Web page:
Congressman-elect Greg Gianforte avoided jail time after pleading guilty Monday to an election-eve assault on a reporter that turned the race for Montana's lone U.S. House seat into a full-fledged political spectacle.
The Republican tech entrepreneur instead will serve 40 hours of community service and attend 20 hours of anger management classes for throwing Guardian reporter Ben Jacobs to the ground at Gianforte's campaign headquarters in Bozeman on May 24.
For all the national attention the audiotaped assault brought to the race in its waning hours, the judge, prosecutors and the new congressman's attorneys maintained Monday he was treated like any other first-time misdemeanor offender.
There was one notable exception, however: Gallatin County Justice of the Peace Rick West said he would allow prosecutors and the defense several weeks to argue over his order that the rookie politician be fingerprinted, photographed and booked like other defendants.
West ordered Gianforte to pay $385 in fines and court costs in addition to his 180-day suspended jail sentence, meaning he will be under court supervision until late November and will be able to petition to have the conviction removed from his record.
Gianforte is expected to travel to Washington within the next few weeks to be sworn in by House Speaker Paul Ryan.
A coalition of press groups had called on a congressional committee to censure Gianforte for the attack, and Democrats have demanded he step aside. Some of Gianforte's fellow Republicans, including Ryan, have criticized him over the assault but said he simply needed to apologize.
"This was not a proud moment, but I'm ready to move on," Gianforte said outside the courtroom.
From the start, there was little question that Gianforte would avoid jail time in light of the extent of Jacobs' injuries and Gianforte's clean record.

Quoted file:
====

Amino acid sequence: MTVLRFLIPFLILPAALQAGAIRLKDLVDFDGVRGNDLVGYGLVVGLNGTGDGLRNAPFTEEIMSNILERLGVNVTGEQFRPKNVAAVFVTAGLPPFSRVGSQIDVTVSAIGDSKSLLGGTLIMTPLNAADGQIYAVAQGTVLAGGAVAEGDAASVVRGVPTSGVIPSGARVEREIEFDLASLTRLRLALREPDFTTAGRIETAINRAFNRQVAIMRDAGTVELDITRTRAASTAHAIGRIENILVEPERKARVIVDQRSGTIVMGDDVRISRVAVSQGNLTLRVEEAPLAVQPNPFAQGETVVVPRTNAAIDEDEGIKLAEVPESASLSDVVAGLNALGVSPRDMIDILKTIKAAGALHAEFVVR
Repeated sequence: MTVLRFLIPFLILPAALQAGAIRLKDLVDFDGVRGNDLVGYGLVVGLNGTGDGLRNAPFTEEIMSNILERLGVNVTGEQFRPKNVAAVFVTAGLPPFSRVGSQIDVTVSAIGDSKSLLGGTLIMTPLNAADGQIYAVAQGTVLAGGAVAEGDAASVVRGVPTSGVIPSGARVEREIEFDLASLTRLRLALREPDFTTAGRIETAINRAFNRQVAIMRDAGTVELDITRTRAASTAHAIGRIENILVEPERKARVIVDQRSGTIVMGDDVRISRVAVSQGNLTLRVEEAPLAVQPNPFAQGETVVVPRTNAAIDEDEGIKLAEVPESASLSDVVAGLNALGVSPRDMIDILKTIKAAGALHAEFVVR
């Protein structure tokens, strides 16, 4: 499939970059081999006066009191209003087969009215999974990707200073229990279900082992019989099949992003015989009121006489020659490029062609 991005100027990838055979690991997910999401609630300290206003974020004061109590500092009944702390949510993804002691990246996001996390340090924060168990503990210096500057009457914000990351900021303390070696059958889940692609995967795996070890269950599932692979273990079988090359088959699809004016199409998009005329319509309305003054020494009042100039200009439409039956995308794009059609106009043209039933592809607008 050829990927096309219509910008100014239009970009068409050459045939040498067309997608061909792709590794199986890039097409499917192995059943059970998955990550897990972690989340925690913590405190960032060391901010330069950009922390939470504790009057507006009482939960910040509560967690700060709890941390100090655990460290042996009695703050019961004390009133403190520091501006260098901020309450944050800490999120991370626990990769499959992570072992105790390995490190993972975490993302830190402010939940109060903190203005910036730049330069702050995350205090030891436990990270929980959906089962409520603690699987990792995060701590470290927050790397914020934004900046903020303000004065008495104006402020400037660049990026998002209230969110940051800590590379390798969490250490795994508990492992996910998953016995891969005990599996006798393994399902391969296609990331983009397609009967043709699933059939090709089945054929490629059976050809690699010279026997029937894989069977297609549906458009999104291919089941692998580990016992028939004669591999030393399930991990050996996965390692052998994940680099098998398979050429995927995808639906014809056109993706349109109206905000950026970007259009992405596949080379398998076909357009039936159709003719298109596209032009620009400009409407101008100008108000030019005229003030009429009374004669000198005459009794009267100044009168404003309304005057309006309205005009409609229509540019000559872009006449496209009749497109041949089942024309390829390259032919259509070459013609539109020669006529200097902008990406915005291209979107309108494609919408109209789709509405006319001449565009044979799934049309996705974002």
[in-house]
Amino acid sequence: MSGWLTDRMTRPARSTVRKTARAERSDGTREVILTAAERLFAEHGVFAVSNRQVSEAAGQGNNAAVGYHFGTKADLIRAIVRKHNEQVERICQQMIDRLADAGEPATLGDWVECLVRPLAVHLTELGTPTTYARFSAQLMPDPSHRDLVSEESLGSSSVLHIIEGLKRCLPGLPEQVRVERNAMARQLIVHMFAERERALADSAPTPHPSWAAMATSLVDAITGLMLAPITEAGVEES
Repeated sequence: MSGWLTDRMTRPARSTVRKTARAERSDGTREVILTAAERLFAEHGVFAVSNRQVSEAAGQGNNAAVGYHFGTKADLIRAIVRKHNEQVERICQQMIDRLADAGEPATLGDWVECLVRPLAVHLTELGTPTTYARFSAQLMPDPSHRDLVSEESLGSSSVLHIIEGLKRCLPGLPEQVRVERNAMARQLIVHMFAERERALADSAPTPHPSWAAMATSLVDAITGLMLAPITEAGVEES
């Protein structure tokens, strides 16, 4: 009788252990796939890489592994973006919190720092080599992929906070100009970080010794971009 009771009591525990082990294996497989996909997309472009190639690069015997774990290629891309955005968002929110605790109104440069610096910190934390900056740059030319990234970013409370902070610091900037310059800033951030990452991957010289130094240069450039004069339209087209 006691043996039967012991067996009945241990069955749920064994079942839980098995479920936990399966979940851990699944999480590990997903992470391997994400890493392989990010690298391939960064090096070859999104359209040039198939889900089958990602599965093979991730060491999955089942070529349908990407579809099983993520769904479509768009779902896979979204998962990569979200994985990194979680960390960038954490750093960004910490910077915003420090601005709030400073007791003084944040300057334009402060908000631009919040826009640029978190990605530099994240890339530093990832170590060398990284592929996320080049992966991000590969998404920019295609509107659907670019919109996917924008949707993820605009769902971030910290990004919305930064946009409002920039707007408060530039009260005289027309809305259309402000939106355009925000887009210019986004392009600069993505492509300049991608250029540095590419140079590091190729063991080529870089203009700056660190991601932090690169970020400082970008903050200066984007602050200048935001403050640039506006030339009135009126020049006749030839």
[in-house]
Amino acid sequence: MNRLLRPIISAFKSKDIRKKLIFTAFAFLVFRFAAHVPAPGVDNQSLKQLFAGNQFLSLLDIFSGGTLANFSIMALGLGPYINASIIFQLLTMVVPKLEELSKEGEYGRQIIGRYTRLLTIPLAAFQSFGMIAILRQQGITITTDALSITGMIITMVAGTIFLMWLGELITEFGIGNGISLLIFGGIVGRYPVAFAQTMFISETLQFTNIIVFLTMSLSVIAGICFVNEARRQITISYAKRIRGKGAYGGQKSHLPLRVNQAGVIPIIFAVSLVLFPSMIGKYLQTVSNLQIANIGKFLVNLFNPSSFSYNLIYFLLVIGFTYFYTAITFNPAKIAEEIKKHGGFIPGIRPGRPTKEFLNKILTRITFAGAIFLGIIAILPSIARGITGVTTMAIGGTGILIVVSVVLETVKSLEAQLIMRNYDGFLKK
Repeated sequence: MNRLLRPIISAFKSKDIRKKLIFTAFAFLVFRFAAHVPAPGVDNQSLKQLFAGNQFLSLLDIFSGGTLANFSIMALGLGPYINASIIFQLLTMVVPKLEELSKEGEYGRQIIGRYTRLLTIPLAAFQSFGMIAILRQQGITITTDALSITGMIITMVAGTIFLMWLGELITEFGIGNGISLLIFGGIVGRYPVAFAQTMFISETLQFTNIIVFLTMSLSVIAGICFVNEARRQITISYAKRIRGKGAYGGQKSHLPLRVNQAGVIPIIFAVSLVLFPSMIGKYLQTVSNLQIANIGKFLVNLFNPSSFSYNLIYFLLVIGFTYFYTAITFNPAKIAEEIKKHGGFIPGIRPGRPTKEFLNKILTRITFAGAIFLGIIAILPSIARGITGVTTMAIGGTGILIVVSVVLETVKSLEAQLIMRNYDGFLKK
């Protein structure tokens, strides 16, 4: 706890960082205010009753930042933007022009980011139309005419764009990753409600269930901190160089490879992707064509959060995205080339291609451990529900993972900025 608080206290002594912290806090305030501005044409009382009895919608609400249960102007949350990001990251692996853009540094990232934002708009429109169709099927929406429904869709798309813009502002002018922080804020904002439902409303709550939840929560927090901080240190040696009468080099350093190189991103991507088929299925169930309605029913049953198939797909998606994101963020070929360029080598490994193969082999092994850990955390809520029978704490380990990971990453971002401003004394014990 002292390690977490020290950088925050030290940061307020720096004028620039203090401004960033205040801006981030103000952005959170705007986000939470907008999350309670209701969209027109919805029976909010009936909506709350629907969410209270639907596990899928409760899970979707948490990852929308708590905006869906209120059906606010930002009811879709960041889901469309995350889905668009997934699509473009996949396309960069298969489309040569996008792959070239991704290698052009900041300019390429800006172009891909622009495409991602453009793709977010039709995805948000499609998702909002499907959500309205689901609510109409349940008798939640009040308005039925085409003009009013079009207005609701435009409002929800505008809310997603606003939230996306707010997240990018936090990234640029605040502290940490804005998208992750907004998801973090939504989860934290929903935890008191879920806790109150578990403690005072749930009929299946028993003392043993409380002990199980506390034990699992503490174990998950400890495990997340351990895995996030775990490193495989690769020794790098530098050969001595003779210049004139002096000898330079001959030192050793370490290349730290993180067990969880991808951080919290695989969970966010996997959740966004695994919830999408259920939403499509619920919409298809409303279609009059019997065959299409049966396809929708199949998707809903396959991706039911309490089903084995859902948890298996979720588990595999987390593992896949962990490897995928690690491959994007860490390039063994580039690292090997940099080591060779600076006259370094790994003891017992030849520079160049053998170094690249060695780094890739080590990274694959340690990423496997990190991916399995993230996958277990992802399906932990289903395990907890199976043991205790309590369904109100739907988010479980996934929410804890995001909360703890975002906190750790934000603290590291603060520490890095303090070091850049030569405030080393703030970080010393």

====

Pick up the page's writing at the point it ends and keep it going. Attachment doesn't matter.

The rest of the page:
"Given a complete lack of a criminal history, given all that he's done for the community and who he is, I think the assault was aberrant behavior that will not be repeated on his part," county Attorney Marty Lambert said outside court.
Gianforte was questioned by sheriff's deputies at his headquarters shortly after the attack, then didn't appear in public again until his victory speech the next night, in which he apologized to voters and to Jacobs.
Audio posted by Jacobs shortly after the attack recorded sounds of a scuffle, followed by Gianforte yelling for the reporter to "get the hell out of here." Jacobs tweeted that Gianforte had "body slammed" him and broke his glasses while he tried to question him.
During Monday's hearing, the judge tried to extract details of the confrontation from Gianforte.
"I knowingly made physical contact with Mr. Ben Jacobs that was insulting or provoking in nature and although it was not my intent to hurt him, I understand Ben was injured in this contact," Gianforte said.
"I grabbed for his wrist. A scuffle ensued, and he was injured," he said. "In the scuffle we fell on the floor, and I understand his elbow was injured."
A Fox News reporter who witnessed the attack said Gianforte, completely unprovoked, pushed Jacobs to the ground and punched him.
Despite the confrontation, Gianforte was elected by 6 percentage points over Democrat Rob Quist to serve the remainder of the term vacated by Ryan Zinke, who resigned to become Interior Department secretary.
The vast majority of ballots were cast by mail well beforehand.
Gianforte's attorneys, including former U.S. Attorney Bill Mercer, noted that he had already paid more than $4,600 in restitution to Jacobs for medical expenses — an assertion that Guardian spokeswoman Meghan Pianta confirmed to The Associated Press.
Gianforte also agreed to give $50,000 to the Committee to Protect Journalists and wrote Jacobs a letter of apology in which he acknowledged assaulting the reporter for asking a "legitimate question about health care policy."
Despite those repeated apologies, Gianforte has yet to fully address why his campaign's initial account of the confrontation cast blame on Jacobs.